Improve the Game Without Changing the Game: Putting the 4-point line at half court
Improve the Game Without Changing the Game: Putting the 4-point line at half court
“Curry, way downtown! Bang!”
Stephen Curry’s insane game winner from 32-feet to beat the Oklahoma City Thunder, was not just the biggest highlight from this past season, but also a microcosm of a very common argument amongst NBA fans today: that there should be a 4-point line.
When the three-point line was established in 1979, teams barely even strategized for it. Now, in today’s NBA, and especially with the rise of the current Golden State Warriors era, the three-pointer is more significant than it has ever been. Teams are hitting and attempting three-pointers at historical rates in recent years, with more three-point records being broken by more and more teams as each year passes. The 24.1 threes attempted per game this past season was the highest rate all-time. Working to stop, create, and take three-pointers can now be considered as one of the most crucial basketball strategies in the game today.
In the NBA, the three-point line is 23 feet, and 9 inches away from the basket straight up, and 22 feet away at the corners. This by itself is a challenge, considering the league overall 3-point field goal percentage this past season was 35.4%. However, despite this percentage, many fans plea for the addition of a four-point line, calling for players to be awarded an additional point for making shots, within a range of 6-10 feet behind the 3-point line. Imagine what a 4-point line would do to the NBA, if the addition of the three-point line changed the way we treat basketball dramatically.
If a 4-point line was established, there would be a very high value in attempting, and focusing on these shots. Obviously, players would start training for that. Floors would be even more spread, and defenses would be even more challenged. The players in the NBA are the most talented, hardworking athletes in the world. If you give them a goal of a 4-point line, they will work to make themselves good at it. Now, how will the game look with players camping out 10 feet behind the normal three-point line in the NBA? Basketball legend, and current TNT color commentator, Reggie Miller, said it best,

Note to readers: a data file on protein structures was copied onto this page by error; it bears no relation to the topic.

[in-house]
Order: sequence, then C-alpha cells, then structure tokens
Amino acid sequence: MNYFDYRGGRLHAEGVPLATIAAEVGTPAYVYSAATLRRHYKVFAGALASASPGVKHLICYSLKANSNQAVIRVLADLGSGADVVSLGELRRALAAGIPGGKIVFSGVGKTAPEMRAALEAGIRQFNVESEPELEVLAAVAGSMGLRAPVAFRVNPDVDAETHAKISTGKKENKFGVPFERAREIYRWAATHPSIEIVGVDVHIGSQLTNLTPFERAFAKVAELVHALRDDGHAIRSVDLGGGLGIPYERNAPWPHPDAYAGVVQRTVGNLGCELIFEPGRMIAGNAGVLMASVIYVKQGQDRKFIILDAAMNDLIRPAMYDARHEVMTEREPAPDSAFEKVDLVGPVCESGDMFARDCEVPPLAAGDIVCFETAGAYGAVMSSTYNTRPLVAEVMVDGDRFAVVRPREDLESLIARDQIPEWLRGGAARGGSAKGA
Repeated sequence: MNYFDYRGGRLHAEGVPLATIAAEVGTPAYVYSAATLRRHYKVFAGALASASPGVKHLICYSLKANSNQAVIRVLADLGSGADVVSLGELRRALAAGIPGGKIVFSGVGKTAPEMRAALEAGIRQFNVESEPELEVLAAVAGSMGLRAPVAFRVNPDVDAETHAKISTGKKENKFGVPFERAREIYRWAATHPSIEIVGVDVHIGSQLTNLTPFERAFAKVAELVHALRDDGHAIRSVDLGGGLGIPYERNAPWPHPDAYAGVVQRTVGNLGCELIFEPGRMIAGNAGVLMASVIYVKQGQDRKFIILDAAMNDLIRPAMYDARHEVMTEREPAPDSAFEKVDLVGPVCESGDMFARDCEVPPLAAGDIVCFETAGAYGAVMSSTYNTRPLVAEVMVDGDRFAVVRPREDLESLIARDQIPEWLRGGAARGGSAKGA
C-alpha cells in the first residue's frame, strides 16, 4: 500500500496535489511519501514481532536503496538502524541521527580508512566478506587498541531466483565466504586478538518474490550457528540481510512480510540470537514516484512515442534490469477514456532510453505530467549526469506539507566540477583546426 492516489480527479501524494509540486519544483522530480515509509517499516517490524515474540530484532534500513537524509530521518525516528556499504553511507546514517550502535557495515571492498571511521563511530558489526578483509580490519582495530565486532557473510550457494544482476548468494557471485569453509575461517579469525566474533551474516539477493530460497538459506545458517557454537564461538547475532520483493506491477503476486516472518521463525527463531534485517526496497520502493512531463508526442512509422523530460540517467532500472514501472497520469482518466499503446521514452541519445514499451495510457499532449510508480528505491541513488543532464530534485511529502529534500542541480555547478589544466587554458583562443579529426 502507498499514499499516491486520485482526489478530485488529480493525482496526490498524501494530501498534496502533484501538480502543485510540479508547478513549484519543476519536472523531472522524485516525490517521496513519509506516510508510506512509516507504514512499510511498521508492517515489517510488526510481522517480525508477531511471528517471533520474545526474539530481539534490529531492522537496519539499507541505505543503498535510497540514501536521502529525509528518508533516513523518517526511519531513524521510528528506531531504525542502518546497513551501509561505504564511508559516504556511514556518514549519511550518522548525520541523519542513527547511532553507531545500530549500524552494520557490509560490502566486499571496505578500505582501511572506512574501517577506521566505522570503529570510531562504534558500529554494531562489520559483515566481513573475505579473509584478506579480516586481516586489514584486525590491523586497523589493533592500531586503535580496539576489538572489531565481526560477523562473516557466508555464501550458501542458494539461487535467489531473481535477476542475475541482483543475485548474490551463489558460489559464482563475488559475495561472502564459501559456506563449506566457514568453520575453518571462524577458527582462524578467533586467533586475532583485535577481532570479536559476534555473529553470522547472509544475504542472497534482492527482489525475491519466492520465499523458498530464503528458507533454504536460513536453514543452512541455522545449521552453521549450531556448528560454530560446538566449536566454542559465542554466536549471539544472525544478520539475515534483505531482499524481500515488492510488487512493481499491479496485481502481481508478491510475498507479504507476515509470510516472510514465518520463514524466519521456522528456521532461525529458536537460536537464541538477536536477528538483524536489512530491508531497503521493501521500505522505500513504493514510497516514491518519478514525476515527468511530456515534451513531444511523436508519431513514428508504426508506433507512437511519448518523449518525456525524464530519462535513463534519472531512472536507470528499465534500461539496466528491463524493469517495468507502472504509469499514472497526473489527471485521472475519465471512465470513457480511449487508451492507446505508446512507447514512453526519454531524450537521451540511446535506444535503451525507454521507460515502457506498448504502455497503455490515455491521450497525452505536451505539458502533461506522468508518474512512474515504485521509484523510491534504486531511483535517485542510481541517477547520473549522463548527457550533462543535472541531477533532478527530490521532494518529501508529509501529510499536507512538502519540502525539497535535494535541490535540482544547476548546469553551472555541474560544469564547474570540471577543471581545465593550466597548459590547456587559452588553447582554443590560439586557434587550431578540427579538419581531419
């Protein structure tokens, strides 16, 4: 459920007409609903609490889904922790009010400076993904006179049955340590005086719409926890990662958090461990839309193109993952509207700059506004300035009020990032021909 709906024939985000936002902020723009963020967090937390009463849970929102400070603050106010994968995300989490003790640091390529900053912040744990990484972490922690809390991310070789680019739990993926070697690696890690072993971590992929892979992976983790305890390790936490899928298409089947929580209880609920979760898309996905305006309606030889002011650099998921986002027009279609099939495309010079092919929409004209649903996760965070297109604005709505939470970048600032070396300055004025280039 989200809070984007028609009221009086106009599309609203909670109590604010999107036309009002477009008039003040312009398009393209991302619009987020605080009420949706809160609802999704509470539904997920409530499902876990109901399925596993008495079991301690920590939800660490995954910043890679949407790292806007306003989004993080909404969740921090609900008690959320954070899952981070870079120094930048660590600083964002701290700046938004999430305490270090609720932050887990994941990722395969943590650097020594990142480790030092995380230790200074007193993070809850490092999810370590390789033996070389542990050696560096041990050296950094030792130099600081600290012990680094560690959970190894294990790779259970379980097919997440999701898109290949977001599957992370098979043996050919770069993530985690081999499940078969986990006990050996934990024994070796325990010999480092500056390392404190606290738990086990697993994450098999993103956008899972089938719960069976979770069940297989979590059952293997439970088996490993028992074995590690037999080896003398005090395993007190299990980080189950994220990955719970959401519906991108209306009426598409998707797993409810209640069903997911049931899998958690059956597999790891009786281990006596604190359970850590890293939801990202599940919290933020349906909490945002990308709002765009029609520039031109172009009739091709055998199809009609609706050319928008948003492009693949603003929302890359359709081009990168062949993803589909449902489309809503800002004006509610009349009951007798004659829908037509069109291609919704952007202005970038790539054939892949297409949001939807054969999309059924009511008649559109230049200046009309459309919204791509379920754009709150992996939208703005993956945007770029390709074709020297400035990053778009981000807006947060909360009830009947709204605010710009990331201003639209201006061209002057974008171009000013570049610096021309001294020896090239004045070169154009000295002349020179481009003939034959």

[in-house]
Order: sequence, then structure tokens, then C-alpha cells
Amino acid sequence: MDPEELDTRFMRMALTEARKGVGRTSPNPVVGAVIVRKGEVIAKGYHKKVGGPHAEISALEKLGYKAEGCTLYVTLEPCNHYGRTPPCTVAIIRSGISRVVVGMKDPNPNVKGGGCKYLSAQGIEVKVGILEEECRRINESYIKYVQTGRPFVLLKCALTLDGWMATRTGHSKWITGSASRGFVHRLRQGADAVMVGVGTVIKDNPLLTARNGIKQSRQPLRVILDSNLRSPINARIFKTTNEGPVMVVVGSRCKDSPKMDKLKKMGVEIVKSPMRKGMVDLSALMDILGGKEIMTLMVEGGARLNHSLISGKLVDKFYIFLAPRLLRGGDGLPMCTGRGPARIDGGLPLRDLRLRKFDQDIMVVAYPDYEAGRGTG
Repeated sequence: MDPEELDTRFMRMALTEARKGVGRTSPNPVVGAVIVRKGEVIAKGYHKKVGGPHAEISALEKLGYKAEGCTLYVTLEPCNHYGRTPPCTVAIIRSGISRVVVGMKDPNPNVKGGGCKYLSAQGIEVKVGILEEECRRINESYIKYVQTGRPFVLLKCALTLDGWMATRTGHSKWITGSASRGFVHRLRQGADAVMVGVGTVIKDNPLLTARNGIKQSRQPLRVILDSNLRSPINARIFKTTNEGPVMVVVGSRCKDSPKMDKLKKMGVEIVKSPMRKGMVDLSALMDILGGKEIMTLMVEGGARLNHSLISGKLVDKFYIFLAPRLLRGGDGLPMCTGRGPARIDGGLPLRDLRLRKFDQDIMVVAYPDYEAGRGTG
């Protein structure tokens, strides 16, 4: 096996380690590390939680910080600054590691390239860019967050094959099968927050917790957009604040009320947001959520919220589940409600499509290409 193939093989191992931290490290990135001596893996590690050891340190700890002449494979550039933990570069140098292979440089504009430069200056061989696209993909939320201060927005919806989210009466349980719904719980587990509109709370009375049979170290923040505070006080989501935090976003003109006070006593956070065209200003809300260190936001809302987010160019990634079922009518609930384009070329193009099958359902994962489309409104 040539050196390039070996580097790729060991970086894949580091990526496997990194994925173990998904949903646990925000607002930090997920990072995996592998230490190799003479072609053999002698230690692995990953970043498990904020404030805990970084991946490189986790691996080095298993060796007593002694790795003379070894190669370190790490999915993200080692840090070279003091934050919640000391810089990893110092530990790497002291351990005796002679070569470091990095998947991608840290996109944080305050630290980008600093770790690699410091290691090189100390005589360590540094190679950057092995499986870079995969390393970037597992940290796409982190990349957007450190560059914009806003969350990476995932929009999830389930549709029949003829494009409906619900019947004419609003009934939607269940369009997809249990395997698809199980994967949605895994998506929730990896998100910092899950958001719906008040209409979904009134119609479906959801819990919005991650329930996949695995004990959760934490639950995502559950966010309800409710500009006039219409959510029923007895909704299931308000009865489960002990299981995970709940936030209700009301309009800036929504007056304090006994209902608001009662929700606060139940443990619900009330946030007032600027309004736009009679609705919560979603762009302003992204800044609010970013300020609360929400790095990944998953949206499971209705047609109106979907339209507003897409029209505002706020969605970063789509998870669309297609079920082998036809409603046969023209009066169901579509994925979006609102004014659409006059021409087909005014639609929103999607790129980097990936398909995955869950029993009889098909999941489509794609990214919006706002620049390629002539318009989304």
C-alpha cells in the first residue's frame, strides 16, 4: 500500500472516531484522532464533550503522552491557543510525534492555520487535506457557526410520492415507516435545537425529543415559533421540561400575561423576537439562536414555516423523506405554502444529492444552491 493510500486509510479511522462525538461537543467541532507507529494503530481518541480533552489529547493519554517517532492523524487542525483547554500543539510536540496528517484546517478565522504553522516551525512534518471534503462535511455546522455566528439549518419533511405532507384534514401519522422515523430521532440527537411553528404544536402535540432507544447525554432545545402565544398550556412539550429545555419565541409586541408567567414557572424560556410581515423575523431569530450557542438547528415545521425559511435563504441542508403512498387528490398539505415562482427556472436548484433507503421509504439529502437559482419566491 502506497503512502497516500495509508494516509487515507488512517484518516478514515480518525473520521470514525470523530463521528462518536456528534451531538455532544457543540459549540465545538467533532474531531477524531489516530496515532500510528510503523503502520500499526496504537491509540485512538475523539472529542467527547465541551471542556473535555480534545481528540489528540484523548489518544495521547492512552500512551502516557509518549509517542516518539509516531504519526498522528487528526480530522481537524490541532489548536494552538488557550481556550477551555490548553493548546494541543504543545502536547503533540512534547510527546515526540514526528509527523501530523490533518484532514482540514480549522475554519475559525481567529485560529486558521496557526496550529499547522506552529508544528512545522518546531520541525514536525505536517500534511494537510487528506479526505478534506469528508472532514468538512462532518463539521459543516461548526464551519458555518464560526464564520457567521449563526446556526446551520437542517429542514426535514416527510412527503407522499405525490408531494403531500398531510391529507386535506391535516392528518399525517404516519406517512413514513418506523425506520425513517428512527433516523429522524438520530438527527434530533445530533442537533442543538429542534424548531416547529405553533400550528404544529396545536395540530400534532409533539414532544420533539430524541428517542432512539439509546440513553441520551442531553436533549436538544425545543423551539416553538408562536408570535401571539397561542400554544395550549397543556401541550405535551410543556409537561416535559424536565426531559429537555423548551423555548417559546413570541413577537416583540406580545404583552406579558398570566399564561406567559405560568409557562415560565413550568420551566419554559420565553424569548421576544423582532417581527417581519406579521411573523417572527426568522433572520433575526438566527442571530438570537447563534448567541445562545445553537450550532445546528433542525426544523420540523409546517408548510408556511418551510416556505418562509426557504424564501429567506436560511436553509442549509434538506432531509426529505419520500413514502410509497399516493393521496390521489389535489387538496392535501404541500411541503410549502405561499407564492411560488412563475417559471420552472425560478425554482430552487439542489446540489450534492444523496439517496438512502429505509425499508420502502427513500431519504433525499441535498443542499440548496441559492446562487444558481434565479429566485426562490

“It’s comical. The league will be a laughingstock, and I will be in front of the line laughing the loudest. Why are we always trying to change and adjust the game? I just think a four-pointer would be a gimmick.”
A gimmick is right. Yes, it would be entertaining to hear Mike Breen yell, “Stephen Curry for the win, FROM FOUR!” But, would it be the best form of basketball to watch as teams spread the floor even more? However, if the line is added, there is no stopping players from attempting these shots at large clips, as another NBA legend, Larry Bird proved,
“Every ten, twelve, fifteen years, there’s something new coming in. You put that four-point line in there and people will start practicing. And once they start practicing, they get better at it.”
Yes, it would surely become a common thing. As stated, players now on the overall shoot 35% from three-point range. Seeing players launch shots from even further out there at a four-point line, with even less accuracy cannot be good for the overall watch-ability of the NBA. The four-point line being added at a do-able distance seems unnecessary and something that could seriously deteriorate the overall aesthetic of the NBA game today. I do believe there should be a four-point line; however, not in the typical way that so many fans beg for.
Here’s my plea for the NBA, and commissioner Adam Silver. The half-court line on the NBA court should be a 4-point line. If a player makes a shot behind half-court, they should be awarded four points. There are many reasons why I believe this would be great overall for the players, the fans, and the overall NBA product.